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Social media and political polarisation

Levy, Gilat and Razin, Ronny (2020) Social media and political polarisation. LSE Public Policy Review, 1 (1). ISSN 2633-4046

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Identification Number: 10.31389/lseppr.5

Abstract

The rise in populism in the Western world, most evident in the results of the 2016 Brexit referendum and the 2016 United States presidential election, has often been connected with the rise of social media. The unique character of social media has allowed extreme and polarised beliefs, two of the most identifiable features of populism, to emerge and spread in society through permitting the creation of echo chambers on a new larger scale, and providing new means for political campaigners and interested third parties to influence voter opinion. The abundance of information on social media might trigger voters to use simple heuristics to aggregate multiple sources of information. In this paper we report on several studies that focus on the implications of one such documented bias: “correlation neglect”, the propensity to treat information sources as if they are (conditionally) independent. We discuss the relation between correlation neglect and polarisation in opinions and party platforms. We also discuss how targeted political campaigns in the presence of correlation neglect may bias voters from different groups in different directions. Specifically, competition in targeted social media campaigns increases polarisation among extreme voters but at the same time increases the randomness and unpredictability of moderates’ voting behaviour. These findings are consistent with new data on the evolution of US voters’ opinions in the last five decades. The data show a significant change in the trajectory of the opinions of moderates versus extreme voters starting from the mid 90s, which is consistent with the rise in the ability of campaigns more effectively to target and bombard voters with information through social media.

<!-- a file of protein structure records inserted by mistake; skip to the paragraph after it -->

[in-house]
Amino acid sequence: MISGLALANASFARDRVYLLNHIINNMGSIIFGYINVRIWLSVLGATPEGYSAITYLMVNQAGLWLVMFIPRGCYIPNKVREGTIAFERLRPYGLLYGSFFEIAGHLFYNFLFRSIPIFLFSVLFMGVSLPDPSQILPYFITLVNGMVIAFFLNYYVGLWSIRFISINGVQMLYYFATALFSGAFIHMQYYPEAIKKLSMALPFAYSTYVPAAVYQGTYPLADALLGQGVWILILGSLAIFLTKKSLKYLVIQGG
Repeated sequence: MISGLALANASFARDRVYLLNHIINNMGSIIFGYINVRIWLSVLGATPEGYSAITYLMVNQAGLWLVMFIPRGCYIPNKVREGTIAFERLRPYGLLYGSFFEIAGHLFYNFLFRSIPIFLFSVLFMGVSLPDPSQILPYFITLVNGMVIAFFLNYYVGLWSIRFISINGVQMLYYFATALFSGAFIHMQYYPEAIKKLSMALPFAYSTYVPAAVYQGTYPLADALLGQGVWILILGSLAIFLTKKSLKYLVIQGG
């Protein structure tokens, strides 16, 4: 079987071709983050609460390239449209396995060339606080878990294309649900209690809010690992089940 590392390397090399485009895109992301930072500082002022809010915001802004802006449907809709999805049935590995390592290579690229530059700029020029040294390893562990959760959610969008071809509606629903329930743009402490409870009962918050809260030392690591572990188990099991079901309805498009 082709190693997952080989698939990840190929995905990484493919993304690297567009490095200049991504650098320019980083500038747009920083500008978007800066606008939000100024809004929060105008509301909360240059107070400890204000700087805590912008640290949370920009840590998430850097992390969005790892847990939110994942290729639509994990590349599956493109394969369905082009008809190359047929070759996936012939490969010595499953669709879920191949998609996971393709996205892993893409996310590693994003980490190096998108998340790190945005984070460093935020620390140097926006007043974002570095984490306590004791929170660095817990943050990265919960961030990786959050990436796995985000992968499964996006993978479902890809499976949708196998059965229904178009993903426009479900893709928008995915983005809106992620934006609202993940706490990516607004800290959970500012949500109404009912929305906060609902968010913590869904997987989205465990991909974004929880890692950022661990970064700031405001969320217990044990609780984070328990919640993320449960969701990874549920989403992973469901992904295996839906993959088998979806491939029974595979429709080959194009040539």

Item Type: Article
Official URL: https://ppr.lse.ac.uk/
Additional Information: © 2020 CC-BY The Authors
Divisions: Economics
Subjects: H Social Sciences > HM Sociology
J Political Science > JC Political theory
J Political Science > JF Political institutions (General)
Date Deposited: 24 Jul 2020 15:00
Last Modified: 26 Oct 2021 23:13
URI: http://eprints.lse.ac.uk/id/eprint/105790

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